Flooding in northwest Minnesota has become a regular event. Twice this year heavy rains have wiped out crops, swept away roads and destroyed bridges. For people who live here it's a frustrating situation. Some say money spent on cleanup and relief might be better invested in flood prevention efforts.
As you drive on Highway 9, near Borup, Minn., it's easy to see the signs of high water. Fields are clogged with silt. Crops rot in the fields. And there are clouds of black mosquitoes.
Mark Harless gets out of his pickup truck and strolls towards a gigantic brush pile. Harless points to recent flood damage.
"We're at the Highway 9 bridge, where the South Branch of the Wild Rice River comes under here, and you can see the approaches on both sides of the river are completely washed out," he says.
Harless estimates one-quarter of the 4,400 acres he planted this spring are destroyed. He has crop insurance, but says that won't help much. He bristles when the recent floods are described as 100-year events.
"In 1966, we had water come over the highway here," he begins. "(In) 1969, we had water come over the highway. In 1975, my father-in-law lost his entire crop. In 1997, of course, the big flood in the spring, and 2000 we had major flooding here very similar to what's happened this year," Harless continues.
Harless's farm sits in the central region of the Wild Rice River basin. The land here is flat, with rich black soil, ripe for farming. Upstream, the Wild Rice flows through rolling hills. Those hills act like a feeder pipe. Harless says when heavy rains soak the area, he gets hit. The river's channel is heavily silted, so there's no place for the water to go except downhill.
"Right now, we are the flood retention project," says Harless. "Our farm fields are the flood retention project - everybody along this river from here to Hendrum is the flood retention project - and we're not getting compensated for it. It's everybody's water."
Harless says the solution to the flooding is dams along the river. He'd like to see a regional tax to build the dams. He says that couldn't be any more expensive then the money spent on cleanup and disaster relief.
Jim Stordahl, a regional educator for the University of Minnesota Extension Service, says federal farm policy is part of the problem. Stordahl says federal programs have encouraged farmers to drain every available acre.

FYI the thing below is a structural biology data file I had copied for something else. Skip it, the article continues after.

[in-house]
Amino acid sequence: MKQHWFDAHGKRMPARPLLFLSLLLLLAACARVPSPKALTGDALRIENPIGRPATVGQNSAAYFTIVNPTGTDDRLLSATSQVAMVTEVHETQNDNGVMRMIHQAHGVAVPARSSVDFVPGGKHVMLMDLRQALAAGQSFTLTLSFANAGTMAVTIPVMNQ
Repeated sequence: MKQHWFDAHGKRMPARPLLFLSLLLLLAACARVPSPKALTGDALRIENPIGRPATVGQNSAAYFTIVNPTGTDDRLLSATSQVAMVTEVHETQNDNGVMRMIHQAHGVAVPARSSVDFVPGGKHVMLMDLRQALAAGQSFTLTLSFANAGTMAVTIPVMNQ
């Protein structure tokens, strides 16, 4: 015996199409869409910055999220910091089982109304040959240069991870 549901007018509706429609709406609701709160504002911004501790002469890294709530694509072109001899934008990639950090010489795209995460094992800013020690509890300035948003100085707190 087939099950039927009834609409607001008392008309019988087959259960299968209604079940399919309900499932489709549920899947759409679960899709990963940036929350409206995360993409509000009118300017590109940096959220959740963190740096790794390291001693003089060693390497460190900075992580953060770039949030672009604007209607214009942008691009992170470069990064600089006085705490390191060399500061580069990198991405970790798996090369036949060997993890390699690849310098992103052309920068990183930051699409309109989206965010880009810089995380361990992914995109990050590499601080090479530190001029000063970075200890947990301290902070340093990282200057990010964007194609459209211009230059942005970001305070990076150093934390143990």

"And plant everything you can into wheat and soybeans, or in some areas a few other crops," says Stordahl. "I think this is really now a symptom of some flaws in our farm policy."
Stordahl says the government pays farmers to tile and drain every acre they can. That, combined with low crop prices, means farmers are planting every acre they can. And there are other problems.
Getting people to agree on what type of flood control projects are needed is a rough task. Farmer Mark Harless advocates a series of dams on the river that would hold flood waters for a short period of time. But getting the necessary permit for a dam is no easy task.
A 1975 proposal to dam the Wild Rice River near Twin Valley went nowhere. The resulting controversy lasted 15 years, before the idea was finally abandoned.
In an effort to avoid future conflicts, state, federal and local officials are working more closely with each other. Paul Swenson, regional director of the Minnesota DNR, says if flood mitigation is going to happen in the Wild Rice Basin, compromise is essential.
"We need $100 million in flood control money in the Wild Rice watershed alone. And in order to be able to get the money, we have to be able to build projects that have multiple benefits," says Swenson. "If they benefit water quality for the people downstream, if it creates fish and wildlife habitat, that makes it that much easier to get the money and to get the permits that are needed."
Swenson says it will take time - up to 15 years - before flood control projects on the Wild Rice are a reality. That's not quick enough for Mark Harless. He thinks he and his neighbors should be compensated for storing flood water.More from MPR